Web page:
Auer and co-author Daniel Tetlow said the study “reveals the U.K. is facing a potential brain drain of highly-educated British citizens, who have decided to invest their futures in continental Europe.”
Politician John Hume, who won Nobel Peace Prize for working to end violence in his native Northern Ireland, has passed away, reports AP.
He was 83 and has suffered from ill health for a number of years. His family confirmed his death on Monday.
The Catholic leader of the moderate Social Democratic and Labour Party was seen as the principal architect of Northern Ireland’s 1998 peace agreement.
He shared the prize with the Protestant leader of the Ulster Unionist Party, David Trimble, for their efforts to end the sectarian violence that plagued the region for three decades and left more than 3,500 people dead.
Born on Jan 18, 1937, in Northern Ireland’s second city — Londonderry to British Unionists, Derry to Irish nationalists — Hume trained for the priesthood before becoming a fixture on the political landscape.
An advocate of nonviolence, he fought for equal rights in what was then a Protestant-ruled state, but he condemned the Irish Republican Army because of his certainty that no injustice was worth a human life.
Though he advocated for a united Ireland, Hume believed change could not come to Northern Ireland without the consent of its Protestant majority. He also realised that better relations needed to be forged between Northern Ireland and the Republic of Ireland and between London and Dublin.
He championed the notion of extending self-government to Northern Ireland with power divided among the groups forming it.
Hume won the breakthrough in Belfast’s political landscape in 1993 by courting Gerry Adams, the head of Sinn Fein, the political wing of the Irish Republican Army, in hopes of securing an IRA cease-fire. That dialogue burnished Adams’ international credibility and led to two IRA cease-fires in 1994 and 1997.
Like most Protestant politicians at the time, Trimble had opposed efforts to share power with Catholics as likely to jeopardise Northern Ireland’s union with Britain. He at first refused to speak directly with Adams, insisting that IRA commanders needed to prove they were willing to abandon violence.
He ultimately relented and became pivotal in peacemaking efforts.
Hume had envisioned a broad agenda for the discussions, arguing they must be driven by close cooperation between the British and Irish governments. The process was overseen by neutral figures like US mediator George Mitchell, with the decisions overwhelmingly ratified by public referendums in both parts of Ireland.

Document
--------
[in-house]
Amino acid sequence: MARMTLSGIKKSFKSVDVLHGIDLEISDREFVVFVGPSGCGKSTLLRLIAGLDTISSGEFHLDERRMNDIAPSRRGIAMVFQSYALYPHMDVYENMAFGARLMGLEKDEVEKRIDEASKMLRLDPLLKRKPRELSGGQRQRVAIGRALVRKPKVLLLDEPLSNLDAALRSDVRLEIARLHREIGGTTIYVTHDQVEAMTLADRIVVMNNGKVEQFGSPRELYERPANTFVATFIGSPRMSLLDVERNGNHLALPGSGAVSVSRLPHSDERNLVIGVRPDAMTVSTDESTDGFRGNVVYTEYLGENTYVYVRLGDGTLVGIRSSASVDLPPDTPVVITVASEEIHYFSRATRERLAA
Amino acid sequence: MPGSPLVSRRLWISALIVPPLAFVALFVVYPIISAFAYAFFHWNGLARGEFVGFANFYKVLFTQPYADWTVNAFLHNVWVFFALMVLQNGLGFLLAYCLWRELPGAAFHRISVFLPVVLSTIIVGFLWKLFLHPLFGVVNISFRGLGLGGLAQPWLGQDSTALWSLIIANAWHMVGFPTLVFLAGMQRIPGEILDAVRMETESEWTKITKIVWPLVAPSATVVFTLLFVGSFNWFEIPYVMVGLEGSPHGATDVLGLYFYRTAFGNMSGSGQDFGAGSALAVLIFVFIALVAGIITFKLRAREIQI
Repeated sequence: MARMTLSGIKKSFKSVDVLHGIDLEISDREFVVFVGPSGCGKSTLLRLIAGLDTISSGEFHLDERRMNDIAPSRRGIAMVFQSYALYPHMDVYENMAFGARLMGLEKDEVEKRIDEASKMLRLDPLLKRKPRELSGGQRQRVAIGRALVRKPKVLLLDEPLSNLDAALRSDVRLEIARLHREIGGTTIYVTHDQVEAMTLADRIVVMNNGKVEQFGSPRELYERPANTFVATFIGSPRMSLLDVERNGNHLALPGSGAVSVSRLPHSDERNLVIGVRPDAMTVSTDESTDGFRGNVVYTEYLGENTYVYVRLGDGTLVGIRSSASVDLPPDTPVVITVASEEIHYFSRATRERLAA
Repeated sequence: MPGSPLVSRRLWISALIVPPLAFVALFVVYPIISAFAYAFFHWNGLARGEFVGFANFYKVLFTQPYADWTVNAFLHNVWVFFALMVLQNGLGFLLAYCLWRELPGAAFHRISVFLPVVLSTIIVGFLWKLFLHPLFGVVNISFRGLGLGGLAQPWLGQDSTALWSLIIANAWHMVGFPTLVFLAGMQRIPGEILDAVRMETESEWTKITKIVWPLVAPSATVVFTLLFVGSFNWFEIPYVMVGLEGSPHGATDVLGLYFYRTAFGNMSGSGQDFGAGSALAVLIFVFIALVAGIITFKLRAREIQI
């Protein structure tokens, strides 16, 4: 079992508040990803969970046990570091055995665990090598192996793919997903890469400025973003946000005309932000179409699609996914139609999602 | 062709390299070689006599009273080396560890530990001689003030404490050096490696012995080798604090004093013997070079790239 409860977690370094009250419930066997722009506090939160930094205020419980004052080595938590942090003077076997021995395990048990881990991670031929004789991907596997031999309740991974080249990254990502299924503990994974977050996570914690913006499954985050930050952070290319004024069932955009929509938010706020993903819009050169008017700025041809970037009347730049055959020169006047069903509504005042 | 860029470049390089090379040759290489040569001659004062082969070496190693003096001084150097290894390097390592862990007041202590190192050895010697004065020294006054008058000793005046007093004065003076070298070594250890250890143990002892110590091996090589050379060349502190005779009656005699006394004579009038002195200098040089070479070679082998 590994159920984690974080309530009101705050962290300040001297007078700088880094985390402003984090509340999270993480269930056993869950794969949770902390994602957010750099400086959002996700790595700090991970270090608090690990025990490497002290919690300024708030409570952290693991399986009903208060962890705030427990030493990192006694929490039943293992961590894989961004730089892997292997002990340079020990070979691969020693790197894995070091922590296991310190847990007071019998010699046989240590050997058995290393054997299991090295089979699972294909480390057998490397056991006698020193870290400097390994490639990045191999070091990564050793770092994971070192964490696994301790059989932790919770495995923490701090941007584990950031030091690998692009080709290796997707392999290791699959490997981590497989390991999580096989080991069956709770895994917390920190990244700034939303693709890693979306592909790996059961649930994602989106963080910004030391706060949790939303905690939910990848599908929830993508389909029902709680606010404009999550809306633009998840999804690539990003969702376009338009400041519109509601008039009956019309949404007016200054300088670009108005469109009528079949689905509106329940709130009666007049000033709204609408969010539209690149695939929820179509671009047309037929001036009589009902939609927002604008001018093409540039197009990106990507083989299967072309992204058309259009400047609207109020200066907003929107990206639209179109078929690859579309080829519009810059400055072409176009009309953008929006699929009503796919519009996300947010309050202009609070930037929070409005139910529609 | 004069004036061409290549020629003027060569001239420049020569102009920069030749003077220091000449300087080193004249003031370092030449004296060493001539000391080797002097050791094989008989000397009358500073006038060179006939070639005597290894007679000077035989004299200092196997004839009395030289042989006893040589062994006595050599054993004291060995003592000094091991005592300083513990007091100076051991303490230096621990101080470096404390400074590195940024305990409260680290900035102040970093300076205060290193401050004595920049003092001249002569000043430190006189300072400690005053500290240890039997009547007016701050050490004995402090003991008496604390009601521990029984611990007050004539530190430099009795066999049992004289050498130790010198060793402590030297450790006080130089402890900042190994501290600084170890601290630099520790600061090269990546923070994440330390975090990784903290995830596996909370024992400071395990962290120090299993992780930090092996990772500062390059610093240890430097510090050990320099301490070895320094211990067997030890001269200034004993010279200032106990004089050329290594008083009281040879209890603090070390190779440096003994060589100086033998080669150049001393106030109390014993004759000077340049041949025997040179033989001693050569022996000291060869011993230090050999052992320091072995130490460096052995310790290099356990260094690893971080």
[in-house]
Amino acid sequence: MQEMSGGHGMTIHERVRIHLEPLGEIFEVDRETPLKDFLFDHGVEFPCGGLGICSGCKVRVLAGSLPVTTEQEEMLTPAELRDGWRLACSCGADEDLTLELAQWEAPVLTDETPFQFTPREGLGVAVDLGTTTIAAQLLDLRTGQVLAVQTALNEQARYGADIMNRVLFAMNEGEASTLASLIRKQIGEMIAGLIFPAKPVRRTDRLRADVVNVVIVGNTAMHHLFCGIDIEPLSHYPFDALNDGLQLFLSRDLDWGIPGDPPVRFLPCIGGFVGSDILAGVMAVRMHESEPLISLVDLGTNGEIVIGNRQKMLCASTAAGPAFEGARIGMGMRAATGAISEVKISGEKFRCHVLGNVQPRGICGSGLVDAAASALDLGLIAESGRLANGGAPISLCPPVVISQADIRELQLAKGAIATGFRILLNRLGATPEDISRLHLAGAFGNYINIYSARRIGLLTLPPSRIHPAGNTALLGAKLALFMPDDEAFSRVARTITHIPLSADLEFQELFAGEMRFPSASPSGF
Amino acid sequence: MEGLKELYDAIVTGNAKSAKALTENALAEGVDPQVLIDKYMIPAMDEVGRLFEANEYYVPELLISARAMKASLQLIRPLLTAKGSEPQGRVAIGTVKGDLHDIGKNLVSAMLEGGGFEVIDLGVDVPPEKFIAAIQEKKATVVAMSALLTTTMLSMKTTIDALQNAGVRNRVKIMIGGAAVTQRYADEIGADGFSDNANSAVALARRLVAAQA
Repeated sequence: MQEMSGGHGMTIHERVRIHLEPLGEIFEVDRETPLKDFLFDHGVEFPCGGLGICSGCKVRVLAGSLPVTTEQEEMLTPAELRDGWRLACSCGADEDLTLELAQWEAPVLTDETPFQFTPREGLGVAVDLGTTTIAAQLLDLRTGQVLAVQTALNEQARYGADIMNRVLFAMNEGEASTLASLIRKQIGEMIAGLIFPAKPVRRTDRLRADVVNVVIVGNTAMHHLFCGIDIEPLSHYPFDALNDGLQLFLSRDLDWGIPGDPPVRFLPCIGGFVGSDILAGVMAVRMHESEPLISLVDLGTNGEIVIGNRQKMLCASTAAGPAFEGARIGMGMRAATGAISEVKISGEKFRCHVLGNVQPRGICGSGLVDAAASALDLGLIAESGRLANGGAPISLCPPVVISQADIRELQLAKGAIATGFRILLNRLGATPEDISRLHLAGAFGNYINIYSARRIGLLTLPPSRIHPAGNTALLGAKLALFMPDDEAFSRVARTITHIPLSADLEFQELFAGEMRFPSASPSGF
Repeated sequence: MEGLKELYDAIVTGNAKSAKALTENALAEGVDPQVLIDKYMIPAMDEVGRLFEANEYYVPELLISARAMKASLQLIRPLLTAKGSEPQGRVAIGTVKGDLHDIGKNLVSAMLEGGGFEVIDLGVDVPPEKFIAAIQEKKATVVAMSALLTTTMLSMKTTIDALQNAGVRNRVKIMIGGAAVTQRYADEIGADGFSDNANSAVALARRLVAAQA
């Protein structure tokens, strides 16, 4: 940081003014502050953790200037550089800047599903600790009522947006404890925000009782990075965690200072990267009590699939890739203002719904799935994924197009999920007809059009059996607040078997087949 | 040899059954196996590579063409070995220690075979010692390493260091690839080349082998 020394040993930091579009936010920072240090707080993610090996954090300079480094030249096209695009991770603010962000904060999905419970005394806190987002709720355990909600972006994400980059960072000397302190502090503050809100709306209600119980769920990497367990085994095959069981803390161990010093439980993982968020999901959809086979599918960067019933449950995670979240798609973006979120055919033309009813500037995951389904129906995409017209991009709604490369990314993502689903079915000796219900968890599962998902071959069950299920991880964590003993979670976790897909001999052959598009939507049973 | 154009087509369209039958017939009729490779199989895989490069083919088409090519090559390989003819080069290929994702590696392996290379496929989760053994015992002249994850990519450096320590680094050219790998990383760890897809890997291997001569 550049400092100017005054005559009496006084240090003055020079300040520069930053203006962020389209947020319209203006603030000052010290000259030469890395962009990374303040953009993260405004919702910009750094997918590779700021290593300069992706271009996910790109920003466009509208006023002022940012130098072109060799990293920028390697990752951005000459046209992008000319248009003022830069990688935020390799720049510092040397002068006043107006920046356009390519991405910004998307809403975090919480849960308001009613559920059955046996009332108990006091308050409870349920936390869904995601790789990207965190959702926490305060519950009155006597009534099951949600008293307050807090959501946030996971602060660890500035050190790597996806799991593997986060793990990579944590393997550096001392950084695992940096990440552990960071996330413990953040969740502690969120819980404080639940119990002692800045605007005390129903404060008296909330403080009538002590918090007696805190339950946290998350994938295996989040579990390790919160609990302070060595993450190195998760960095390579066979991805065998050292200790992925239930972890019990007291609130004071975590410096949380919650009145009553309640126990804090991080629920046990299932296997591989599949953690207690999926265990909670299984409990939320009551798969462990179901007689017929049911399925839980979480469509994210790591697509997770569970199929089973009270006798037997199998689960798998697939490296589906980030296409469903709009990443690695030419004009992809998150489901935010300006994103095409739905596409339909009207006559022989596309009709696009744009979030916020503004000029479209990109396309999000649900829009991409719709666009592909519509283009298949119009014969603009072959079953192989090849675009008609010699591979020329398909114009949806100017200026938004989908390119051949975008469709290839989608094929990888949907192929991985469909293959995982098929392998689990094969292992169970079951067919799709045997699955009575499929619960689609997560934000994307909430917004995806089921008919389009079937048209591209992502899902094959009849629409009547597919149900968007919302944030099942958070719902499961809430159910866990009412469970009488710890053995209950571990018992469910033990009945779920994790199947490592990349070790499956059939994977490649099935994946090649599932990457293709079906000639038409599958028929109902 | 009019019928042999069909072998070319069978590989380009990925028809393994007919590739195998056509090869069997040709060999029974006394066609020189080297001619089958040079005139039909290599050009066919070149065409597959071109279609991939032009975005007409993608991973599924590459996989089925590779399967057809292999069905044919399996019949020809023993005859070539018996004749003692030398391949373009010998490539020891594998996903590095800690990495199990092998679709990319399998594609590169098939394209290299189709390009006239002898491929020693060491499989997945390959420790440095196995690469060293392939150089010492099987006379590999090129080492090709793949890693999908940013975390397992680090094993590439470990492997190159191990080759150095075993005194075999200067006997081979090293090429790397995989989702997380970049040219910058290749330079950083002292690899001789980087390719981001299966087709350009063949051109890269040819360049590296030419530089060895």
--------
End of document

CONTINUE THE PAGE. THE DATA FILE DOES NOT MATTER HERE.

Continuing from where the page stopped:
Tributes poured in after’s Hume’s death was announced, from former Prime Minister Tony Blair, Chief European Brexit negotiator Michel Barnier, and Irish Prime Minister Micheal Martin.
With the economy shrinking by 12.1 percent in the second quarter of the year, the Eurozone has entered the deepest recession in its history.
Economists had previously forecast widely differing falls in GDP of between 8 percent and 18.5 percent. The fall comes after a 3.8 percent drop in output during January to March as the region felt the impact of coronavirus.
The economy of Spain, one of the worst coronavirus-hit countries, shrank by 18.5 percent - the highest among Eurozone members, reports The Independent.
France also reported a precipitous 14 percent contraction during coronavirus lockdown in the second quarter.
The fall showed the severe economic impact of its two-month lockdown which has had a damaging effect on jobs and industries, forcing France to talk down possibilities of another nationwide shutdown.
Andrew Kenningham, the chief Europe economist at Capital Economics, said the newly released data confirmed that Eurozone GDP slumped just as much as feared in the second quarter but inflation remained well below target.
He said the recovery will be “painfully slow”.
Bangladesh feels the brunt
For the UK, the latest official figures showed a 25 percent plunge in GDP during March and April but there are signs that a partial recovery has begun.
Andy Haldane, the chief economist of the Bank of England, said earlier this month that the UK economy has recovered around half of its massive fall in output during the coronavirus lockdown.
He said Britain has seen a V-shaped recovery. “We’ve seen a bounceback. So far, it has been a ‘V’. That of course doesn’t tell us about where we might go next,” he told parliament’s Treasury Committee.
Bangladesh has also been feeling the brunt of the coronavirus-induced economic hardship. All economic activities came to a grinding halt during the months of lockdown to contain the spread of the virus.
Millions of people were left without jobs and businesses suffered much loss. Many small businesses were forced to shut down while the country’s leading foreign currency earner, the RMG sector, saw orders amounting to $3.18 billion either suspended or cancelled, plunging millions of workers, mostly women, into uncertainty.
The government eventually moved to gradually open up the economy but the number of confirmed cases continues to rise, raising fears that worsening situation could force the country to go for another spell of lockdown which will be economically devastating.